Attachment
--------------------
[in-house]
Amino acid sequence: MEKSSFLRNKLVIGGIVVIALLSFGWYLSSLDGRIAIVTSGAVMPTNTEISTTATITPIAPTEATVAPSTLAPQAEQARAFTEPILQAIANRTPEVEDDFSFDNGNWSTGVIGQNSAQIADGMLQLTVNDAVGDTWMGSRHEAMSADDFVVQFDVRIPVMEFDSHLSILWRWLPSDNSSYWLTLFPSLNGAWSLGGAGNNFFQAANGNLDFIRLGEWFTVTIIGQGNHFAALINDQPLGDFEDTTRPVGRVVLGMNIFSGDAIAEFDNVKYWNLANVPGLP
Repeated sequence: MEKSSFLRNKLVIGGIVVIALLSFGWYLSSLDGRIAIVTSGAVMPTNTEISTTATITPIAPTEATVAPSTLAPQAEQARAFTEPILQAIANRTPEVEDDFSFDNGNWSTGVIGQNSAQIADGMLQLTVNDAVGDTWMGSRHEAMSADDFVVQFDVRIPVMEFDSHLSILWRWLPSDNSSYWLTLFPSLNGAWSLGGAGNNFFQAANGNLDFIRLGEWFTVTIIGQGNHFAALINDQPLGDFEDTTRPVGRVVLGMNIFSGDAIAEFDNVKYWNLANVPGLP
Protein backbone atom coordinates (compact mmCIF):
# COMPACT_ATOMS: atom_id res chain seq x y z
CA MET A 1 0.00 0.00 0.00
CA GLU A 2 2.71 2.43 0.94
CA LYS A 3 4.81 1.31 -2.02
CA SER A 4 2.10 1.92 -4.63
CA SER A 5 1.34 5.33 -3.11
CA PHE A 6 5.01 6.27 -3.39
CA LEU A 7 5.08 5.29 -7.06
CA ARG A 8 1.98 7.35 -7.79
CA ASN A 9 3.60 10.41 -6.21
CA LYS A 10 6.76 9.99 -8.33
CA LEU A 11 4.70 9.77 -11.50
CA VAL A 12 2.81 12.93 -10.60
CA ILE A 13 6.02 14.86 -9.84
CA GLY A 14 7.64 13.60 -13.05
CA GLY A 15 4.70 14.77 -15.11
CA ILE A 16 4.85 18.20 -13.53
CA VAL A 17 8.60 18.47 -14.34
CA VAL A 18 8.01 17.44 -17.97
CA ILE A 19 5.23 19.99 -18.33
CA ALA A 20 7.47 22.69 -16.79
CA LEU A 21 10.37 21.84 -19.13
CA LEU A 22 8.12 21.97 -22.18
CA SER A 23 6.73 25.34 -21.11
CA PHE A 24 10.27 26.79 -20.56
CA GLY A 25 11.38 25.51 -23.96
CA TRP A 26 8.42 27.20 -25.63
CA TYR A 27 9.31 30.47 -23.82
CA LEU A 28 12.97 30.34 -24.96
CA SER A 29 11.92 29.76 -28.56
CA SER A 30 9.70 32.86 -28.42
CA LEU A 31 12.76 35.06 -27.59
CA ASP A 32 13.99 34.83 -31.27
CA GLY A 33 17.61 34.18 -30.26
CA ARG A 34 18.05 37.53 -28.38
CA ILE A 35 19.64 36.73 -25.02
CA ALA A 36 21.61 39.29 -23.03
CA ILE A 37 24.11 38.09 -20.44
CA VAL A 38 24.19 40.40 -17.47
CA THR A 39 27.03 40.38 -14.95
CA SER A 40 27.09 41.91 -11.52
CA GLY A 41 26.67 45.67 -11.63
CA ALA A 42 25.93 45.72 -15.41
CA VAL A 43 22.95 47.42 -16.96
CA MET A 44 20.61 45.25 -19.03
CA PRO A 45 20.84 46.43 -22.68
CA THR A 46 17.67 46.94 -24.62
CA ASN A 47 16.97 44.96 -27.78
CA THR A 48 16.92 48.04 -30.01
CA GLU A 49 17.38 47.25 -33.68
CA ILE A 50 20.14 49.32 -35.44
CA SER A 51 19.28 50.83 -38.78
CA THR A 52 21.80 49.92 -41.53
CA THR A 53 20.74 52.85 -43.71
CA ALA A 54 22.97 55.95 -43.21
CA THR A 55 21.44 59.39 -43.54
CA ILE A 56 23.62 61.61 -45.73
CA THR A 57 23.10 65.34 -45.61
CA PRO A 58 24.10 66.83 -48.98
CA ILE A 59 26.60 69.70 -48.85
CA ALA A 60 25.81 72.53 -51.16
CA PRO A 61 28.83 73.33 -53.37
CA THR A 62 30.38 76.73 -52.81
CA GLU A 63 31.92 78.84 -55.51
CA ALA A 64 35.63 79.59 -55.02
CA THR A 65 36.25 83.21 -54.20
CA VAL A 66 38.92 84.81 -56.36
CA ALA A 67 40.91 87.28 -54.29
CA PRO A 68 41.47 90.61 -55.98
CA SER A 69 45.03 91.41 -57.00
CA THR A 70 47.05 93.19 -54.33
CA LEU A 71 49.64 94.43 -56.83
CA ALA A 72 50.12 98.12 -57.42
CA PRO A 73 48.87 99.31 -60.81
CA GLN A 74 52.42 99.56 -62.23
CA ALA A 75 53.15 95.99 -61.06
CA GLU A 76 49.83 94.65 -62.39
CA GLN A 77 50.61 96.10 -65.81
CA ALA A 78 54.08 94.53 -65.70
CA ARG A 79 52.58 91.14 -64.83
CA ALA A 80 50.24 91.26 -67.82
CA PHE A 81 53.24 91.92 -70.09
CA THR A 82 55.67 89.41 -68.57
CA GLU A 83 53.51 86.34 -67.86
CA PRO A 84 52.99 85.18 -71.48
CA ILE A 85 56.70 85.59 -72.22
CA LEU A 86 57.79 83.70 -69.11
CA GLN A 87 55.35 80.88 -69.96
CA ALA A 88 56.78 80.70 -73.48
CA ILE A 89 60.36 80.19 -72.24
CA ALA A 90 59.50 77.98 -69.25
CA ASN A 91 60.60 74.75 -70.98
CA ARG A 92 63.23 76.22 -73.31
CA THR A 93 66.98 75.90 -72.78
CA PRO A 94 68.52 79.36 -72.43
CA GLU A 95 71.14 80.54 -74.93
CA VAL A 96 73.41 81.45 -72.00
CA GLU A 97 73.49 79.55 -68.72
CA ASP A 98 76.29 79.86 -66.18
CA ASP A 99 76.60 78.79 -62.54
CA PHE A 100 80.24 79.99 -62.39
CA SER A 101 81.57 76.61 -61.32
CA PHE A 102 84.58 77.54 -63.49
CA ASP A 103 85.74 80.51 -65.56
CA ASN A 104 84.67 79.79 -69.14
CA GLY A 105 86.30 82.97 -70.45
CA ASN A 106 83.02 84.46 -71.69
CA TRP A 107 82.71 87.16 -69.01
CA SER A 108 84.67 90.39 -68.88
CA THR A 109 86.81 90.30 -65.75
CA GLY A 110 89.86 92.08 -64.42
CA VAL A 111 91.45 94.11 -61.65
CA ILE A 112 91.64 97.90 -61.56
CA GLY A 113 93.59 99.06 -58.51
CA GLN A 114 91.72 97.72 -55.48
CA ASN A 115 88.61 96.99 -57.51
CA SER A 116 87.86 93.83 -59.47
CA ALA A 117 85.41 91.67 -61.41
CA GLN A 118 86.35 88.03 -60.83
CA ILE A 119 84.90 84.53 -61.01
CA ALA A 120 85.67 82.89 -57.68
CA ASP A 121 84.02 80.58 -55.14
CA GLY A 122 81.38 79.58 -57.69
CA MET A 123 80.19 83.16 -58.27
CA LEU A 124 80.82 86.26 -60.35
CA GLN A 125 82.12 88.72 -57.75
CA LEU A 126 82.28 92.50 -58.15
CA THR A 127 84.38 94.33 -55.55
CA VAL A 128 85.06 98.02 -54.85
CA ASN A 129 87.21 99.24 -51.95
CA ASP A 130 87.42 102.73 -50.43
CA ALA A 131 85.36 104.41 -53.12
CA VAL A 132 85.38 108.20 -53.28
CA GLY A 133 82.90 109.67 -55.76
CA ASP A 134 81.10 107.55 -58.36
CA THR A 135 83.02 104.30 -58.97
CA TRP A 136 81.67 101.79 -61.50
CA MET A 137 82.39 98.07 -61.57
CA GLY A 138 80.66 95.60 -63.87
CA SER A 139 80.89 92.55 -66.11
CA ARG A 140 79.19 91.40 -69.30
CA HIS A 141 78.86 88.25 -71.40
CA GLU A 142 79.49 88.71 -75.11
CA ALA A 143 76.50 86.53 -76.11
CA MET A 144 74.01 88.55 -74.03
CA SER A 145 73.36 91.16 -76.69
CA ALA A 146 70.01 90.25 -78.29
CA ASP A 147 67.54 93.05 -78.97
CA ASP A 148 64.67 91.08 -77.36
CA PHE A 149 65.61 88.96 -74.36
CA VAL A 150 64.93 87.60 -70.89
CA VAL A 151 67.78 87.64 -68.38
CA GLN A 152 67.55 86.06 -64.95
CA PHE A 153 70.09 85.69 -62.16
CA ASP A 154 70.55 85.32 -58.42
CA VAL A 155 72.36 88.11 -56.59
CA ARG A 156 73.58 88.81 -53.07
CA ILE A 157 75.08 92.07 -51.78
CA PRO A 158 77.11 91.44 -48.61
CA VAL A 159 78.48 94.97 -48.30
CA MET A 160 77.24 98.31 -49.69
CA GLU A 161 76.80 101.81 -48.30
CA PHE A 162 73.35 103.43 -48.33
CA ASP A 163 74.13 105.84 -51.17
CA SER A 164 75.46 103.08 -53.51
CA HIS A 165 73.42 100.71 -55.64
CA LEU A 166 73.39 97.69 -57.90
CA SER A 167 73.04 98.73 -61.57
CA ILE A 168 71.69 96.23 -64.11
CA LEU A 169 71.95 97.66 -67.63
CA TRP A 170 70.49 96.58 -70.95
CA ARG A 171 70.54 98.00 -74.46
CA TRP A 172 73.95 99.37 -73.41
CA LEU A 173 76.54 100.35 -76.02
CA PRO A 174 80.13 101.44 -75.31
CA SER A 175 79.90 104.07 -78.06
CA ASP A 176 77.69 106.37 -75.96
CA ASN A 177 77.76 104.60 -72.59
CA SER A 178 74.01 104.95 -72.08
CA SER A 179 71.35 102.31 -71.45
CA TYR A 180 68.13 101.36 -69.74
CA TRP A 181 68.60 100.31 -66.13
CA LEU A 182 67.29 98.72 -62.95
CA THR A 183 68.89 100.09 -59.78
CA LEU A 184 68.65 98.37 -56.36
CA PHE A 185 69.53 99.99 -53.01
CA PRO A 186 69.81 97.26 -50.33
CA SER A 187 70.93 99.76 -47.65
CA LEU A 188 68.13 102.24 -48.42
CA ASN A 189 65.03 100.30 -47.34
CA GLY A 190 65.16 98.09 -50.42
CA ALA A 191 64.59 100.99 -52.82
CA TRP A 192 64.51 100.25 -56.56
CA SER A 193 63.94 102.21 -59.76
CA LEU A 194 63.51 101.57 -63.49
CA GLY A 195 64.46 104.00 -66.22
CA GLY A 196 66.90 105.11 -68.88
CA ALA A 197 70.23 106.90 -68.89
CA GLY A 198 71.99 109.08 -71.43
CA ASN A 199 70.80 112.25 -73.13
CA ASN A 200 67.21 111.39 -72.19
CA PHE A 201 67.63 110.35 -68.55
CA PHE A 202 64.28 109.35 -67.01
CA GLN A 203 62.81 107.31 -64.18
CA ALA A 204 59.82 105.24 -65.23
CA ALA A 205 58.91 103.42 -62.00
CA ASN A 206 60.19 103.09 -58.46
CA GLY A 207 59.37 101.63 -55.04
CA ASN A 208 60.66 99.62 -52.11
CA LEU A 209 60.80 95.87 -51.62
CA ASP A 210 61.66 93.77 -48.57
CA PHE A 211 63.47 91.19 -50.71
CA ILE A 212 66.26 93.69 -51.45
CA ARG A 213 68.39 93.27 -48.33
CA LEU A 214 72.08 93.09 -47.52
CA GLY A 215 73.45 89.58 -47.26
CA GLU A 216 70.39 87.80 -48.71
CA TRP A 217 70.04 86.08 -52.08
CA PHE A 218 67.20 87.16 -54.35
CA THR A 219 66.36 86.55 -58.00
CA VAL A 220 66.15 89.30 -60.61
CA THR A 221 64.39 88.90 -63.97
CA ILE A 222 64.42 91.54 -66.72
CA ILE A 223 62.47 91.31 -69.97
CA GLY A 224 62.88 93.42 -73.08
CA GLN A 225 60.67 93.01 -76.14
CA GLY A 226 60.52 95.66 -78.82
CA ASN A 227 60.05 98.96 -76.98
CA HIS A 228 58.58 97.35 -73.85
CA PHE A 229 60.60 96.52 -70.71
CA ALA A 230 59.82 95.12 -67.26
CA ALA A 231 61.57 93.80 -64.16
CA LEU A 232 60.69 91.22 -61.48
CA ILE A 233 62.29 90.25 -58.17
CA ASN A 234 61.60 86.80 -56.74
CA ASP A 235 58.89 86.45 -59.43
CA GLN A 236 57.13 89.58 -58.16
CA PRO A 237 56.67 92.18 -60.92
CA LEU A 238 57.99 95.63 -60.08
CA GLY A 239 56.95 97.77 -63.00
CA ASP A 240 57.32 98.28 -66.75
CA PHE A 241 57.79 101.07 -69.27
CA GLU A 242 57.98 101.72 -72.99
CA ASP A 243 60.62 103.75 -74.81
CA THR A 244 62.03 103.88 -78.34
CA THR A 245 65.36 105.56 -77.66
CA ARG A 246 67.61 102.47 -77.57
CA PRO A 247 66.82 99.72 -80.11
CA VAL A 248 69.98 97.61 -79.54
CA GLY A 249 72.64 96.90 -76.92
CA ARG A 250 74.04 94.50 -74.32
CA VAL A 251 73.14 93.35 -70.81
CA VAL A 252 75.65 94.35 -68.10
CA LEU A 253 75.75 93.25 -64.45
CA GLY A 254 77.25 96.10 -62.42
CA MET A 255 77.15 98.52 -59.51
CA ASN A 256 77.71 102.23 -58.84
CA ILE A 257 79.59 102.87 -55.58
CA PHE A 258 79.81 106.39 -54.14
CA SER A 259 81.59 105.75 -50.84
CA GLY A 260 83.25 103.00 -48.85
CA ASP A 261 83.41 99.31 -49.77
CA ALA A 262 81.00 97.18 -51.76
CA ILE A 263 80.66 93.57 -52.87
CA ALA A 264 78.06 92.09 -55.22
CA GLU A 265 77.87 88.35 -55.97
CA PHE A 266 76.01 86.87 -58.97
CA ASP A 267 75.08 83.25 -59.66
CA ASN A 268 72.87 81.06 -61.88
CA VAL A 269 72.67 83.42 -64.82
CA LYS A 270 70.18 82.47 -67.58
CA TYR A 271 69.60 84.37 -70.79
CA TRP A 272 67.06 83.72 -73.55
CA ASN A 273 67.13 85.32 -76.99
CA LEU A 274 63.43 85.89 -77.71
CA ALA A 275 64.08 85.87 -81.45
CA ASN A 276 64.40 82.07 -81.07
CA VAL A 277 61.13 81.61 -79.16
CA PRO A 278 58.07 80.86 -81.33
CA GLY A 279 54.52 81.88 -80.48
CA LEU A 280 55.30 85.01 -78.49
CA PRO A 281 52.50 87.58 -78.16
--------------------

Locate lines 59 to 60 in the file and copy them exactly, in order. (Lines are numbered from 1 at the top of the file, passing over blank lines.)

CA ALA A 54 22.97 55.95 -43.21
CA THR A 55 21.44 59.39 -43.54